Mehr News – Production of the illicit drugs in NATO-dominated Afghanistan has hit a new record during the past decade since the US lead coalition waged a war on the country in 2001 under the pretext of fighting terrorism.
International conference dubbed ‘Parliamentary Members vs. Drugs’ slated for Dec. 4, in the Russian capital city Moscow is being held. The main purpose of the conference is to discuss the roles of the parliaments in fight against drug.
Speaker of the Iranian Parliament Ali Larijani upon his arrival to Moscow to take part in the conference emphasized that the issue of drugs had various dimensions both in terms of diversity as well as that non-industrial drugs have become widespread in the market. “Additionally, there seems to be no control over the production of narcotics in Afghanistan.” He asked the West and NATO to feel responsible toward drug trafficking in the Afghanistan.
Afghanistan’s opium economy is a multibillion dollar operation which in the course of the last decade, there has been a surge in Afghan opium production. Afghanistan produces over 90 percent of the opium which feeds the heroin market in the world.
In 2000-2001, “the Taliban government –in collaboration with the United Nations– had imposed a successful ban on poppy cultivation. Opium production declined by more than 90 per cent in 2001. In fact the surge in opium cultivation production coincided with the onslaught of the US-led military operation and the downfall of the Taliban regime. From October through December 2001, farmers started to replant poppy on an extensive basis.” according to a report by prof. by Michel Chossudovsky published in Global Research, May 2005.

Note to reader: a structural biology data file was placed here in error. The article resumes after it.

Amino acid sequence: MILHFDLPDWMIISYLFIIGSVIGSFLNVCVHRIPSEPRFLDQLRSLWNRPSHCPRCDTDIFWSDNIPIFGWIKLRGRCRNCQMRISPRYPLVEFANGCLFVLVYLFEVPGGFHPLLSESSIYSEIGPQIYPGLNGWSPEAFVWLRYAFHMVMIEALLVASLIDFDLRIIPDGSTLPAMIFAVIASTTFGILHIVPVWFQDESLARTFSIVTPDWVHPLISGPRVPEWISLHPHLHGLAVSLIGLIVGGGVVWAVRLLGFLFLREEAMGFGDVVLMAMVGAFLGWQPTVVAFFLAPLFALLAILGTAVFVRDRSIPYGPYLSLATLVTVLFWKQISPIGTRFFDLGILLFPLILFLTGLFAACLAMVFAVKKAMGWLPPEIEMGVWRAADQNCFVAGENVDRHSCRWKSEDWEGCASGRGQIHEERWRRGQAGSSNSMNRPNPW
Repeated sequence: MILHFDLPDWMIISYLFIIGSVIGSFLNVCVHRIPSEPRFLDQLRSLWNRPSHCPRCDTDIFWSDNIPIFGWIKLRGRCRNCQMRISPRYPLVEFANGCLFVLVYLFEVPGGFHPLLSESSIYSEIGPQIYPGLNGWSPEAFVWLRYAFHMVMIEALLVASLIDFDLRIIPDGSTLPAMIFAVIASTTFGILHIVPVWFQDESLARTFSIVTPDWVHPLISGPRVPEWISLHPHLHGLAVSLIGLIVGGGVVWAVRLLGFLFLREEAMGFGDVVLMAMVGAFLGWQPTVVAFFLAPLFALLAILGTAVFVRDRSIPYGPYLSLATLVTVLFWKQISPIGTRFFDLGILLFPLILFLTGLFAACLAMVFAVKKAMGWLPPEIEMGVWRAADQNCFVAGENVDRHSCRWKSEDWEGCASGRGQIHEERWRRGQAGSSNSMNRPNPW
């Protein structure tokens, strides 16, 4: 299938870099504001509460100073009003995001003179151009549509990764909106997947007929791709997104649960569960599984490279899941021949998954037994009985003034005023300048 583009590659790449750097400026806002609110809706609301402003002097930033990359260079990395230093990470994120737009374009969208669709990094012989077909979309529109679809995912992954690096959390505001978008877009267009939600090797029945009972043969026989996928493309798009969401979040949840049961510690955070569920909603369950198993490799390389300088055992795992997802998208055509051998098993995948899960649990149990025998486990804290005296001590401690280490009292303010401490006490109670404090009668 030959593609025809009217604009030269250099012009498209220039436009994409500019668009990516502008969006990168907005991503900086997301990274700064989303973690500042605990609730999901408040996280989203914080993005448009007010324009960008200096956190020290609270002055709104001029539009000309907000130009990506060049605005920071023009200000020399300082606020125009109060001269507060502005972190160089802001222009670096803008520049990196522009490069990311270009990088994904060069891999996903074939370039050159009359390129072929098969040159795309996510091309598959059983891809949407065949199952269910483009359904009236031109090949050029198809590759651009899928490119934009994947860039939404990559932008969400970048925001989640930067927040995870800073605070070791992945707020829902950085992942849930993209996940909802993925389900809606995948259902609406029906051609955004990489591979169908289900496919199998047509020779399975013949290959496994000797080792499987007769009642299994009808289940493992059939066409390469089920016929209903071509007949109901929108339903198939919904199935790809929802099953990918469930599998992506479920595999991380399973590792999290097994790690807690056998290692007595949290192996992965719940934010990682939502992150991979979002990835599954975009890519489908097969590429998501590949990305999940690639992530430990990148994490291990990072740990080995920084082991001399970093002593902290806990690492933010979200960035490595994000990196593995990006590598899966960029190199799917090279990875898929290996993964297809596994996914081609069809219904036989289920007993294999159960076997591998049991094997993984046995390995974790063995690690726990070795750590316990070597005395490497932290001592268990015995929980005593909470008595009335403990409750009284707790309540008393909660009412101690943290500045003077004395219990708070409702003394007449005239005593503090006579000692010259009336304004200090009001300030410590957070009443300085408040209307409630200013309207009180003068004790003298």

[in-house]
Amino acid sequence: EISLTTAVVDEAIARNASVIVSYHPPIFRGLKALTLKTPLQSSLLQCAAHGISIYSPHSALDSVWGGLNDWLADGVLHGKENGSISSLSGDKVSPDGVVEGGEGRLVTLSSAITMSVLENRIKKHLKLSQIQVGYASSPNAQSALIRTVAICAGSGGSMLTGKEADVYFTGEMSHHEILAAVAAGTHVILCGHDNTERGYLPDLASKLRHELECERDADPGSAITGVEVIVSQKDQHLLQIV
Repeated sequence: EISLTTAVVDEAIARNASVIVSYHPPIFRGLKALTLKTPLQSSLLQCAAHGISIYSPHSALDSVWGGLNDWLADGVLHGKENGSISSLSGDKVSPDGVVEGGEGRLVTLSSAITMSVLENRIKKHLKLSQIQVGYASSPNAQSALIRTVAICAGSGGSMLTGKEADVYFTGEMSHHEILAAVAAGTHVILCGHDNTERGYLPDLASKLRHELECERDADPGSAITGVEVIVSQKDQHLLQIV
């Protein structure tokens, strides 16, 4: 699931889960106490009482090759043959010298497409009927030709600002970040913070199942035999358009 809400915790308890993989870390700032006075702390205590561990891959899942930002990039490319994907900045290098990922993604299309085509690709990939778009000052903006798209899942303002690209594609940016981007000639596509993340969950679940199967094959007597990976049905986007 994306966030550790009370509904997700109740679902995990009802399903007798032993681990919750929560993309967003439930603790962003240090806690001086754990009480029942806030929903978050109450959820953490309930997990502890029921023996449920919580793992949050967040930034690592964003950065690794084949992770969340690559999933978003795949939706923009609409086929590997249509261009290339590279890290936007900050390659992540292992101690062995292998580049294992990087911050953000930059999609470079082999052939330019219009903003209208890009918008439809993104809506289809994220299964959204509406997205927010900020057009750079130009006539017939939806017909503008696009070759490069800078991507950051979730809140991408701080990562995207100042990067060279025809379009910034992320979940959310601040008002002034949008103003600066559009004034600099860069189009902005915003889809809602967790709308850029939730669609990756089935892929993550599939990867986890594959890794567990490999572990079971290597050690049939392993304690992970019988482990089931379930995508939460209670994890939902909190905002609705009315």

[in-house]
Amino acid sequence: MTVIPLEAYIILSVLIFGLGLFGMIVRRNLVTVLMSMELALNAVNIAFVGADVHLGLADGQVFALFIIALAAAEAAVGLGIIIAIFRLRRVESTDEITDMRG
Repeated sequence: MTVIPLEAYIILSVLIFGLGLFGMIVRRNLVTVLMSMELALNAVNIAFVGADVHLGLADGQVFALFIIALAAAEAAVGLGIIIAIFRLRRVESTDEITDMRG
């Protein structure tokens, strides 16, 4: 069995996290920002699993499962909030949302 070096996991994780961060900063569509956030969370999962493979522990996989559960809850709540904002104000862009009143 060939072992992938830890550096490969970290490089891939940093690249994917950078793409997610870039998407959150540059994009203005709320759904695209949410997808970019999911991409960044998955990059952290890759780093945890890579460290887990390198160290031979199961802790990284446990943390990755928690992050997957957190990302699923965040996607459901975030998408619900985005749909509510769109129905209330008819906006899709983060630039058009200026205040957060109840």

The Vienna based UN Office on Drugs and Crime (UNODC) reveals that poppy cultivation in 2012 extended over an area of more than 154,000 hectares, an increase of 18% over 2011. A UNODC spokesperson confirmed in 2013 that opium production is heading towards record levels.
In 2014 the Afghan opium cultivation hit a record high, according to the United Nations Office on Drugs and Crime’s 2014 Afghan Opium Survey. A slight decline occurred in 2015-2016.
The report by the United Nations Office on Drug and Crime (UNODC) based on the report from Afghanistan ministry of counter Narcotics shows opium production in Afghanistan rose by 43 percent to 4,800 metric tons in 2016 and the area under opium poppy cultivation also increased to 201,000 hectares in 2016, a rise of 10 percent compared with 2015.
Since NATO claims it seeks to help bring peace and stability to Afghanistan through the peacekeeping efforts of the International Security Assistance Force (ISAF) it leads, the Alliance will factor in the drug menace in its areas of operations. Based on what NATO lead alliance claim so any threat to the Afghan government is also a threat to the NATO presence in the country. In addition, Afghanistan’s opium crop presents a direct threat to Allied populations at home.
According to Sibel Edmons’ report published by Global Research on 21 Agu. 2017, there were 189,000 heroin users in the US in 2001, before the US-NATO invasion of Afghanistan. By 2016 that number went up to 4,500,000 (2.5 million heroin addicts and 2 million casual users). Heroin deaths shot up from 1,779 in 2001 to 10,574 in 2014 as Afghan opium poppy fields metastasized from 7,600 hectares in 2001 (when the US-NATO War in Afghanistan began) to 224,000 hectares in 2016. (One hectare equals approximately 2.5 acres). Ironically, the so-called US eradication operation in Afghanistan has cost an estimated $8.5 billion in American taxpayer funds since the US-NATO-Afghan war started in October 2001.
Iranian State Secretary Abdul Reza Rahmani Fazli and the secretary-general of the Counter Narcotics Headquarters, on the sidelines of the UN General Assembly’s special session on the global drug problem (UNGASS) during a meeting with Alan Brest Swiss interior minister on said : “The Islamic Republic of Iran, with its efforts in the fight against drug abuse and as the first pillar of the fight against drug trafficking with a source of production in Afghanistan, pays the cost of peace and global security with 37,000 martyrs “
The production of illicit drugs in NATO dominated Afghanistan is not only the greatest long-term challenge facing Afghanistan but also a great challenge for NATO member states’ population at home and Afghanistan’s neighbouring countries and regions like central Asia.
To tackle this challenge threating the international community, Afghanistan government should do its part but the main responsibility lies with the US and NATO lead alliance which paved the way for increasing production of the illicit drugs in the country by waging a war against it.